Daytime Napping Linked with Hypertension, Stroke Risk

The new report adds to a growing body of evidence suggesting links between sleep and cardiovascular health.

Many people dream about being able to have the luxury of an afternoon nap, but it turns out that those who frequently get a dose of daytime dozing may actually face a higher risk of cardiovascular disease.

A new study published in the journal Hypertension has found a connection between the frequency of daytime napping and a person’s risk of hypertension and stroke. The study backs up earlier reports linking sleep and heart health, though the causal mechanisms behind the correlations have not yet been fully explained.

In the new report, researchers used a British population health database called UK Biobank. The data set includes more than 500,000 people ages 40 and older who volunteered to regularly provide health and lifestyle information, along with blood, urine, and saliva samples, beginning in 2006.

Four times between 2006 and 2019, participants were asked about their sleep and napping habits. Respondents were asked to say how often they took naps during the day, with three possible responses: “never/rarely,” “sometimes,” or “usually.”

Corresponding author E. Wang, MD, PhD, of Xiangya Hospital Central South University, and colleagues wanted to know whether the frequency of a person’s napping might correlate with their heart health. They began with the UK Biobank dataset and then excluded any participant who already had a history of hypertension or stroke.

What remained was a data set of 358,451 people. After a mean follow-up period of 11 years, the investigators compared those napping reports to incidences of first-time hypertension and stroke.

Wang and colleagues found that, compared to those who reported “never/rarely” napping, people who frequently napped during the day had a 12% higher chance of developing hypertension and a 24% higher chance of having a stroke. When broken down by age group, those who were under the age of 60 had a 20% higher risk of hypertension if they napped frequently, compared to those who never napped. Among those over the age of 60, the increased risk was 10%.

The American Heart Association recently included sleep duration as one of eight “essential” health factors and behaviors it says can affect a person’s cardiovascular risk. One of the co-authors of that checklist, Michael A. Grandner, PhD, MTR, of the University of Arizona, said in a press release that these new findings add to a growing understanding of the importance of sleep.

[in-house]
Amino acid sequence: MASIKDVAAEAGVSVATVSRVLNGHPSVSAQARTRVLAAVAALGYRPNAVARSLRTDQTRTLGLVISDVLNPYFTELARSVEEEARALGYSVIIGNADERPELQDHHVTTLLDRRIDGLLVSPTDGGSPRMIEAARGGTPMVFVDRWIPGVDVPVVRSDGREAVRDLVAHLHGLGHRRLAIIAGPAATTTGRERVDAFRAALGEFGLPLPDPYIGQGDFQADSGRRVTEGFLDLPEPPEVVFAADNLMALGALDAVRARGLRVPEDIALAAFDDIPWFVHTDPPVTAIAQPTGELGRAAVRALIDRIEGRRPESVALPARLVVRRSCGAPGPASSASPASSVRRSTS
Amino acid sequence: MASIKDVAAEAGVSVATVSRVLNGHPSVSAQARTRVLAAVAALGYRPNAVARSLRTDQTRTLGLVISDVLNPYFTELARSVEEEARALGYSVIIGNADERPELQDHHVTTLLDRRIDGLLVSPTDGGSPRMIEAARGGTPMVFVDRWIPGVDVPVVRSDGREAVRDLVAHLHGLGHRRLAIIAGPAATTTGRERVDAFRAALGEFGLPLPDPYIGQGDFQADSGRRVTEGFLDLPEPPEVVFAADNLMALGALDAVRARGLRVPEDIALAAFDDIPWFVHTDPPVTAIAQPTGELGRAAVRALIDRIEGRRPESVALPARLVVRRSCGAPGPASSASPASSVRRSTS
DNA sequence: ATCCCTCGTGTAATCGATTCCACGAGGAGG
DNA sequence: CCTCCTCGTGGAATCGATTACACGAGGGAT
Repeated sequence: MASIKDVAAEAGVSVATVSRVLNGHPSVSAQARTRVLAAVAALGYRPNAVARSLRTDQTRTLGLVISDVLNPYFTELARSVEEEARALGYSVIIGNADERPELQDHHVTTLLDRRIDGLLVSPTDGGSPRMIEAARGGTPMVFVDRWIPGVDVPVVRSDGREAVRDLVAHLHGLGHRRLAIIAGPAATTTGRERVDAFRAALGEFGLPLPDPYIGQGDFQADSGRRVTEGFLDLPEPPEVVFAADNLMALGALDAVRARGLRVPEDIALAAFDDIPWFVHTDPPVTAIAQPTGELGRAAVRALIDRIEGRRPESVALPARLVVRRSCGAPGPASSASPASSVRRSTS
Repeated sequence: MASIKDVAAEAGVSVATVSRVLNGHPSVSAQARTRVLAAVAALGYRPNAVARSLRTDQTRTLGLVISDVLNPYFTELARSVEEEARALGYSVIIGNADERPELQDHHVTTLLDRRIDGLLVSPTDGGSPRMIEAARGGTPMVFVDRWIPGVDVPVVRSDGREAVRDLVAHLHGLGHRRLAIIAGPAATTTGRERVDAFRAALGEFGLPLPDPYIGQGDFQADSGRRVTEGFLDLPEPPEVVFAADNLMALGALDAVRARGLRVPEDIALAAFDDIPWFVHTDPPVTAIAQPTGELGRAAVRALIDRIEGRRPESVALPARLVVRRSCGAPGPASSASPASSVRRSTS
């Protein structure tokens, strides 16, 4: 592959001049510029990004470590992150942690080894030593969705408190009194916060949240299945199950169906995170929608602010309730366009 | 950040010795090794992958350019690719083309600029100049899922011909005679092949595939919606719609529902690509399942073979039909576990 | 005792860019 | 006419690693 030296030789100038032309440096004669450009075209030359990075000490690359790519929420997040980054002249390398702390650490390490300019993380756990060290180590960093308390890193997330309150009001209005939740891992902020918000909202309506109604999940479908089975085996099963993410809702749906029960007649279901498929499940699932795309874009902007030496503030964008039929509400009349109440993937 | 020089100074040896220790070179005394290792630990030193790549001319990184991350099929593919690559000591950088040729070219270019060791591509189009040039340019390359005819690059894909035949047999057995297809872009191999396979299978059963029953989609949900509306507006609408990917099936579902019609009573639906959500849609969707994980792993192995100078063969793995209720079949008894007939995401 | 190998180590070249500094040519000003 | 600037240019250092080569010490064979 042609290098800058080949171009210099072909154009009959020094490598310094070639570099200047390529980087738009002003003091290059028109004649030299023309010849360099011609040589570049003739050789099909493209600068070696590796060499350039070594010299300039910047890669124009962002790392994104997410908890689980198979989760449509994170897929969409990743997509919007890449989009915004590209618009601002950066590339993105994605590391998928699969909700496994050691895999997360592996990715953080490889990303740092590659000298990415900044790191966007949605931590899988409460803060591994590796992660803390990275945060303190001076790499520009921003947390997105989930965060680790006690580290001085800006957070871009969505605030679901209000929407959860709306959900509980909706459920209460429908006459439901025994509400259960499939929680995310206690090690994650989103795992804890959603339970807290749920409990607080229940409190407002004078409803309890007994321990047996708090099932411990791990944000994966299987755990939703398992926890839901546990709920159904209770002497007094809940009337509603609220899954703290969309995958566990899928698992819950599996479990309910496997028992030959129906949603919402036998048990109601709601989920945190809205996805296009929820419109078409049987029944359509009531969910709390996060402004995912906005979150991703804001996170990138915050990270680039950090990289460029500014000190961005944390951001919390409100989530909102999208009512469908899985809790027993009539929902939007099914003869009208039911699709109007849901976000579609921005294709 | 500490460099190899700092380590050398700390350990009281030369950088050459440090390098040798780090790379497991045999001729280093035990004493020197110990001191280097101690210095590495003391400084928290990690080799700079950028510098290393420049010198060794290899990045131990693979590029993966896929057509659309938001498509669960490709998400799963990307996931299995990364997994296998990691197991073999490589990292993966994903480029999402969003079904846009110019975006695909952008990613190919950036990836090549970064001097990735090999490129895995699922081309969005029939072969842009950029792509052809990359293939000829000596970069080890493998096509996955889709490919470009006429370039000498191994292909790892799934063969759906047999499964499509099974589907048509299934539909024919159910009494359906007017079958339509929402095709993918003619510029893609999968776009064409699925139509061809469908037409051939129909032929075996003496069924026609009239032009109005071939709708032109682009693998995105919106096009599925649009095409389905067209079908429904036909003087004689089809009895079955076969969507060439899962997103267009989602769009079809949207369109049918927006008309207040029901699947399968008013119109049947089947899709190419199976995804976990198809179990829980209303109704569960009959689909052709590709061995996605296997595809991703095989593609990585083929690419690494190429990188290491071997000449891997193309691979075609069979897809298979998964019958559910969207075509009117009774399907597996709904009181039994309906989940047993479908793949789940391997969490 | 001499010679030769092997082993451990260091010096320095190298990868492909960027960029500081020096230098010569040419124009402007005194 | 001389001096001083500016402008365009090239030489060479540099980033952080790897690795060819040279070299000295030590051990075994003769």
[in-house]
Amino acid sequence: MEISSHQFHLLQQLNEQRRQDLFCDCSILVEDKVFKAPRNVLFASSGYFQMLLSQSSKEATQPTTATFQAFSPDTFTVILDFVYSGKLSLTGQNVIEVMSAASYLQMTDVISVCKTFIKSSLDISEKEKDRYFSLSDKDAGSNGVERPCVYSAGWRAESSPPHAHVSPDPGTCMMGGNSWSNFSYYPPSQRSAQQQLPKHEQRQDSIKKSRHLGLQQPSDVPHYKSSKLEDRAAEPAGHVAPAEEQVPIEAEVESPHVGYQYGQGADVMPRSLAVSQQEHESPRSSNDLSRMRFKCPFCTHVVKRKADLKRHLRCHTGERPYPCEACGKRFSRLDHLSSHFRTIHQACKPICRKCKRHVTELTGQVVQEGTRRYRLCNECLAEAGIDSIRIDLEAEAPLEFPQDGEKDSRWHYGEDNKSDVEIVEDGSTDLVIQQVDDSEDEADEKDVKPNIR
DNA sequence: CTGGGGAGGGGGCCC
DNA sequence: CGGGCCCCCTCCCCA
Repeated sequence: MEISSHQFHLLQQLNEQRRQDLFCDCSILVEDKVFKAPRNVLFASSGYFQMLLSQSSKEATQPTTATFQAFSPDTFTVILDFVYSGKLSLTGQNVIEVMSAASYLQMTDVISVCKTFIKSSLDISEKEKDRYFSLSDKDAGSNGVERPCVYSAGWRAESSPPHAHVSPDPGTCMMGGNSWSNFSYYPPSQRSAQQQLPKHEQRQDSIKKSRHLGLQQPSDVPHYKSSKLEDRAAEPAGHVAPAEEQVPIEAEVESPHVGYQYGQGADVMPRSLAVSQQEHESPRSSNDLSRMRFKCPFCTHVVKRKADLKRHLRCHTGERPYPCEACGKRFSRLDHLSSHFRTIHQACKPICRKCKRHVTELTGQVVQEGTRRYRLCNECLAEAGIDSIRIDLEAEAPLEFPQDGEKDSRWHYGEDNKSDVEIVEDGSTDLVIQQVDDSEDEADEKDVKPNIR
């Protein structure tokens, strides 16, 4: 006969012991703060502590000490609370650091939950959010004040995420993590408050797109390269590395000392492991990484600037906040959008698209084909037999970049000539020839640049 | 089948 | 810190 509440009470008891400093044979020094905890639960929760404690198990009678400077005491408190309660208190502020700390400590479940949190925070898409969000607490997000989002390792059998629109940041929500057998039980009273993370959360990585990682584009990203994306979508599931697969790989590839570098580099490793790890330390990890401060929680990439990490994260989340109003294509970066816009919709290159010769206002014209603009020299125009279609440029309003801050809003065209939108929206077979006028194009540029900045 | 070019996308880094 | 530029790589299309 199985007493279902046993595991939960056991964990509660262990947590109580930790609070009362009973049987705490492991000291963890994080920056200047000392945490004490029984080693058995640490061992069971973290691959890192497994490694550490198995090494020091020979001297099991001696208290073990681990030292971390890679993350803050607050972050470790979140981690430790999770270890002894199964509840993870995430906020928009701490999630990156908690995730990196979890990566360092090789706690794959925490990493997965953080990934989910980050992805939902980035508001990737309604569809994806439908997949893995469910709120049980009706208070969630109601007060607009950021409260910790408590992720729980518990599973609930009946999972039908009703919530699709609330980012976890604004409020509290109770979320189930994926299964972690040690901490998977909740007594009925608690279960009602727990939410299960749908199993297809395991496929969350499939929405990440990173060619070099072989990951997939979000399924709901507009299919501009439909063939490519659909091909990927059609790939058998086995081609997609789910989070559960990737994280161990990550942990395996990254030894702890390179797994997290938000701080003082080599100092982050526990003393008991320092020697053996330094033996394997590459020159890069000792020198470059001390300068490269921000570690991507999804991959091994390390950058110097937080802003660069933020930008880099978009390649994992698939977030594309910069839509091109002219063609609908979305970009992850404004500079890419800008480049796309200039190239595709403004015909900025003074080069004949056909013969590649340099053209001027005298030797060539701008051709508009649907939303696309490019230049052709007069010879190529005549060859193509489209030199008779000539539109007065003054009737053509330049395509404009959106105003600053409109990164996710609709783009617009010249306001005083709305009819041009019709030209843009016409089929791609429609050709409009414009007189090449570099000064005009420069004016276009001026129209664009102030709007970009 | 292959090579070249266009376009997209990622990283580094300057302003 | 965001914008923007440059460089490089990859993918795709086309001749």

“This study echoes other findings that generally show that taking more naps seems to reflect increased risk for problems with heart health and other issues,” he said.

The exact contours of the relationship between sleep and cardiovascular health are not yet fully understood. One confounding factor is that the more frequent nappers in the Biobank study also tended to have other risk factors for cardiovascular health. The frequent nappers were more likely to be men, have lower educational and income levels, and smoke and drink alcohol regularly. Regular nappers were also more likely to report insomnia or snoring problems.

“This may be because, although taking a nap itself is not harmful, many people who take naps may do so because of poor sleep at night,” Grandner noted. “Poor sleep at night is associated with poorer health, and naps are not enough to make up for that.”

The investigators also conducted a Mendelian randomization, which showed that for each shift from a lower napping category to a more frequent napping category, hypertension risk increased 40%. In other words, going from never napping to sometimes napping brings with it a significant increase in hypertension risk. However, the study found most people—about three-quarters of respondents—stayed in the same napping category through the duration of the study.

The analysis also suggested a genetic factor; people with genetic risk factors for heart disease tended to take more naps.

The investigators noted a number of limitations to their study. Among them, the fact that it was based on self-reports, and the fact that the analysis was based solely on the frequency of naps and not on the duration of those naps.

Still, the authors concluded that the data show napping and sleep health generally could be important factors when evaluating the cardiovascular risk of individual patients.